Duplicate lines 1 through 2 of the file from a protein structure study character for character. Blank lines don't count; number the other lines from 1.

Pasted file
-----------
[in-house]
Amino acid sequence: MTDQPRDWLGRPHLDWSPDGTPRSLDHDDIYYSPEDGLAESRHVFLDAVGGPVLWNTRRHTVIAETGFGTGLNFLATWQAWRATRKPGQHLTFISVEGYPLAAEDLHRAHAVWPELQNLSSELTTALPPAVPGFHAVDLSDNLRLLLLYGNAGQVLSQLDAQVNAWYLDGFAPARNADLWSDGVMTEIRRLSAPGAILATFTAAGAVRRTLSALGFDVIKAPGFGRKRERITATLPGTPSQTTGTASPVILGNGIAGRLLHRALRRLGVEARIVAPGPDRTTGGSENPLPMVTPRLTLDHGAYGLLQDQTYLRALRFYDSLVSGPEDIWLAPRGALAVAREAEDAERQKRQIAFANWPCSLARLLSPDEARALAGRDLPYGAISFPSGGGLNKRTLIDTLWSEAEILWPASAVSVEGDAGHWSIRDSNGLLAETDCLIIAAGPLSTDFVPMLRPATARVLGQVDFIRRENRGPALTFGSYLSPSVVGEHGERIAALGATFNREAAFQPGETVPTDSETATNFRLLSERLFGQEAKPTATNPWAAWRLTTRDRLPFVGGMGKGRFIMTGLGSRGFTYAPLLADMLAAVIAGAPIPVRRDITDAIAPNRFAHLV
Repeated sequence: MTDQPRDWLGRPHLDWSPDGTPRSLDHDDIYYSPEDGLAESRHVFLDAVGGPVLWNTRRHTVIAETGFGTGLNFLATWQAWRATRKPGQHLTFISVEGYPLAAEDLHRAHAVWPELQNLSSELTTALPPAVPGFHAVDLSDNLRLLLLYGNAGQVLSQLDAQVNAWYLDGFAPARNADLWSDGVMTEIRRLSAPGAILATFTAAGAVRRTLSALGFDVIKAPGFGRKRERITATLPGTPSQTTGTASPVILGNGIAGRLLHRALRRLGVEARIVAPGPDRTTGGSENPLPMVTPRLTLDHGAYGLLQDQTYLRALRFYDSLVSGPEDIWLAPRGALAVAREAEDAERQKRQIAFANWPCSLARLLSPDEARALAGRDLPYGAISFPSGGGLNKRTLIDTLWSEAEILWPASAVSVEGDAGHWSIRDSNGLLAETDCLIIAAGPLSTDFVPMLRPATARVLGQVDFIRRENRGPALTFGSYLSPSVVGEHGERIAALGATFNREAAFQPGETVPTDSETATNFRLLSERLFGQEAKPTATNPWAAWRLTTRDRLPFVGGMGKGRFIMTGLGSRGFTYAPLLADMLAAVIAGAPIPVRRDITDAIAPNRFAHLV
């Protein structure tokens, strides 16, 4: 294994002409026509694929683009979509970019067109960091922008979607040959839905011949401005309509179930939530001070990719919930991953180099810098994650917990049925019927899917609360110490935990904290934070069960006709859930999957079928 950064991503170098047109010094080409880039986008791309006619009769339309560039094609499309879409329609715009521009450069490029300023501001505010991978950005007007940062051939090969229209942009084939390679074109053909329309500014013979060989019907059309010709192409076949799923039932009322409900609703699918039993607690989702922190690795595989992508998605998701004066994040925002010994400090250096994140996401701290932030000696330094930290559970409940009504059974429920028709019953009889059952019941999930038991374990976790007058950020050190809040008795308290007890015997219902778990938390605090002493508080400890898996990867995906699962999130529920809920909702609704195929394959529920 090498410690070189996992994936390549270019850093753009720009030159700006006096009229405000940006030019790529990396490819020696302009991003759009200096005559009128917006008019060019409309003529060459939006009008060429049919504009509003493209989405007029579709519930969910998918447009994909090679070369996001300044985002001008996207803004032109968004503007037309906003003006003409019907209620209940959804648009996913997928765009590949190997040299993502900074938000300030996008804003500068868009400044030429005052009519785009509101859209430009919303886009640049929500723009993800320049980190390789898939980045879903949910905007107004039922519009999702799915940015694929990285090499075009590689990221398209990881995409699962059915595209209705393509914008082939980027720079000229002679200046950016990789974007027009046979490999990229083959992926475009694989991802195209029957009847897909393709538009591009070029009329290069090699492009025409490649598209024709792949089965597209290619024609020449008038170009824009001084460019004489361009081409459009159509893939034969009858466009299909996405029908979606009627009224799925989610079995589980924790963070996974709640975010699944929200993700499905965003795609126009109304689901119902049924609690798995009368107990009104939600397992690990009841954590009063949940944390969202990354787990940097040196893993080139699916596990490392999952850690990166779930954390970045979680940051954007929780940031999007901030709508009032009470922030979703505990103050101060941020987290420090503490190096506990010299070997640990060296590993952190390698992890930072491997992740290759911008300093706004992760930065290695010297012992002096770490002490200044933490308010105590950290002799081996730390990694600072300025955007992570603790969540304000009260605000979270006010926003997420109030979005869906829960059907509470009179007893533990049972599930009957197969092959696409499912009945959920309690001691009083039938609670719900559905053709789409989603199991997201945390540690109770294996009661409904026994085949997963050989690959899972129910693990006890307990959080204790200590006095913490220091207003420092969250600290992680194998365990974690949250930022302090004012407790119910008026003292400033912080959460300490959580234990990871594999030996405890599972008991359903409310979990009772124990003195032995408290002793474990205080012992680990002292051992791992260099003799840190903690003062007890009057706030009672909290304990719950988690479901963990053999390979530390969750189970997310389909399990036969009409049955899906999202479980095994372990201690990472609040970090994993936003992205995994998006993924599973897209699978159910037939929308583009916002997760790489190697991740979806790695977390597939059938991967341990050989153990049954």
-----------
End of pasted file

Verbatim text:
[in-house]
Amino acid sequence: MTDQPRDWLGRPHLDWSPDGTPRSLDHDDIYYSPEDGLAESRHVFLDAVGGPVLWNTRRHTVIAETGFGTGLNFLATWQAWRATRKPGQHLTFISVEGYPLAAEDLHRAHAVWPELQNLSSELTTALPPAVPGFHAVDLSDNLRLLLLYGNAGQVLSQLDAQVNAWYLDGFAPARNADLWSDGVMTEIRRLSAPGAILATFTAAGAVRRTLSALGFDVIKAPGFGRKRERITATLPGTPSQTTGTASPVILGNGIAGRLLHRALRRLGVEARIVAPGPDRTTGGSENPLPMVTPRLTLDHGAYGLLQDQTYLRALRFYDSLVSGPEDIWLAPRGALAVAREAEDAERQKRQIAFANWPCSLARLLSPDEARALAGRDLPYGAISFPSGGGLNKRTLIDTLWSEAEILWPASAVSVEGDAGHWSIRDSNGLLAETDCLIIAAGPLSTDFVPMLRPATARVLGQVDFIRRENRGPALTFGSYLSPSVVGEHGERIAALGATFNREAAFQPGETVPTDSETATNFRLLSERLFGQEAKPTATNPWAAWRLTTRDRLPFVGGMGKGRFIMTGLGSRGFTYAPLLADMLAAVIAGAPIPVRRDITDAIAPNRFAHLV